Rare disease genetics has been revolutionized by the widespread use of exome sequencing. However, the interpretation of sequence data on a large scale raises two major issues. The first issue is technical, related to the limits of short read sequencing, and the artifacts that these tools can generate. The second limitation is the difficulty to interpret rare variants without the knowledge of the genetic variation in large cohorts of individuals.
These issues can be addressed to a large extent by sharing of clinical sequence data across multiple groups. This allows the identification of shared traits and variants, and the verification of hypotheses by comparing clinical data. Another advantage is the improvement in calling accuracy when the same variants are detected across multiple samples.
To this end, we have assembled the UCL-exomes (or UCLex) consortium. UCLex groups together a dozen clinical investigators (most at UCL but not only) with an analytical lead based at the UGI. Rules are in place to facilitate data sharing while respecting patient privacy. As of now, UCLex consists of 6053 exome samples and this set grows regularly. Data are stored on the UCL computer science cluster and analysis, including a monthly joint calling of the entire set, is centralized at the UCL Genetics Consortium. Owing to an average of 10 Gb size per exome, these sequence data add up to 60.53 Tb of required storage. This analysis creates significant computational challenges, and technical solutions (hardware/storage) are being developed as the sample size grows to accommodate this analysis. A key tool is the reduced reads format developed by the GATK team.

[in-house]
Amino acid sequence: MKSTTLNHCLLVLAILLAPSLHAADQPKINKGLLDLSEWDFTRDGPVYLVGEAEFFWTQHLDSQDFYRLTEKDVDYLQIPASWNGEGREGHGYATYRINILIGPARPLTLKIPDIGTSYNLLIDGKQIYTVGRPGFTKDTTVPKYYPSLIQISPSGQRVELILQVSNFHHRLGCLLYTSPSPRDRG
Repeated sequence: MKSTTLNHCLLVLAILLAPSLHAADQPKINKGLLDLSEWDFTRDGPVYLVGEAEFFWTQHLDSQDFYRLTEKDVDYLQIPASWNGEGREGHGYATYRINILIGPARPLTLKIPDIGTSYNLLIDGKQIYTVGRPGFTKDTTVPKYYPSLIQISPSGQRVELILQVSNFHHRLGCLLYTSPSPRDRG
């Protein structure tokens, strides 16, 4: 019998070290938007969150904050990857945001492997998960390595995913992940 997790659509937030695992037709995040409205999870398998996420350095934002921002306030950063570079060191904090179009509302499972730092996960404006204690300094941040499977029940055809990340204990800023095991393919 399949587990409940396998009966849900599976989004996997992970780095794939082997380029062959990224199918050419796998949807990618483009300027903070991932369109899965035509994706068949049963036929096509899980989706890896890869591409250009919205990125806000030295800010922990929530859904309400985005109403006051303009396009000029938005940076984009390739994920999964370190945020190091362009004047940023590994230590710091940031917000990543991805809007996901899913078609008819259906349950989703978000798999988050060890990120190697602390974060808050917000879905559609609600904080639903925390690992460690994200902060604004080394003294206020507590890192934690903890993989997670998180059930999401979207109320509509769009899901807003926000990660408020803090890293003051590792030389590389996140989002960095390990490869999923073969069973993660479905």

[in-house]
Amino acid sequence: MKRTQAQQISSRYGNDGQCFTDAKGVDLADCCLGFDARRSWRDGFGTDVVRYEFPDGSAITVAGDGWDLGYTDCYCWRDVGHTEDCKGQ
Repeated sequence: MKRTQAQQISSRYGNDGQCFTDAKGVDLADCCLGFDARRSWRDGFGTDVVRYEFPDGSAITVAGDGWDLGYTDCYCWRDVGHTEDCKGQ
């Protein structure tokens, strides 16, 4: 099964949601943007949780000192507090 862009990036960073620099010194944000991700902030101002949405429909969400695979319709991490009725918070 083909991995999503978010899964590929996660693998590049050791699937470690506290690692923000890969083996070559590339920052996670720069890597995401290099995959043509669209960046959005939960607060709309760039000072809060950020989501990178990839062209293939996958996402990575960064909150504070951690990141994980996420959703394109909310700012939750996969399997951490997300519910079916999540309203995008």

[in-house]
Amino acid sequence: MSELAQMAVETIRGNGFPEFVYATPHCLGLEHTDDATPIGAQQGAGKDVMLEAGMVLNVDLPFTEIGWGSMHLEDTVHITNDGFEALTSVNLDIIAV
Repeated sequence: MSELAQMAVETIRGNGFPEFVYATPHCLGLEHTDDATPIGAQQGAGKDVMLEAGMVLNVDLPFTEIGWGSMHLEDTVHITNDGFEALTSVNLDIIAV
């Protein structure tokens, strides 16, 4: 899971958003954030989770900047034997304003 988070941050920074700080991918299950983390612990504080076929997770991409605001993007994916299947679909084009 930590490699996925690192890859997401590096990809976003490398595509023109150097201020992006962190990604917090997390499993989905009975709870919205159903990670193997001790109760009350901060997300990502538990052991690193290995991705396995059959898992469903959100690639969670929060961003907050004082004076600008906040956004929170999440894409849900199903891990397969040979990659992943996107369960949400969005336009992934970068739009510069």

UCLex is a collaboration between clinical groups and analysts to facilitate the analysis of the large amount of exome sequence data being generated. The difficulty is to strike a balance between data confidentiality, data ownership but also the advantages associated with sharing data across multiple groups to facilitate variant calling, case control analysis and generally speaking the dissection of both complex and Mendelian disorders.
Clinical PIs are typically the “owners” of a exome sequence data and analysts at UCL provide calls/association tests back to the clinical groups. The general rules of engagement are listed below: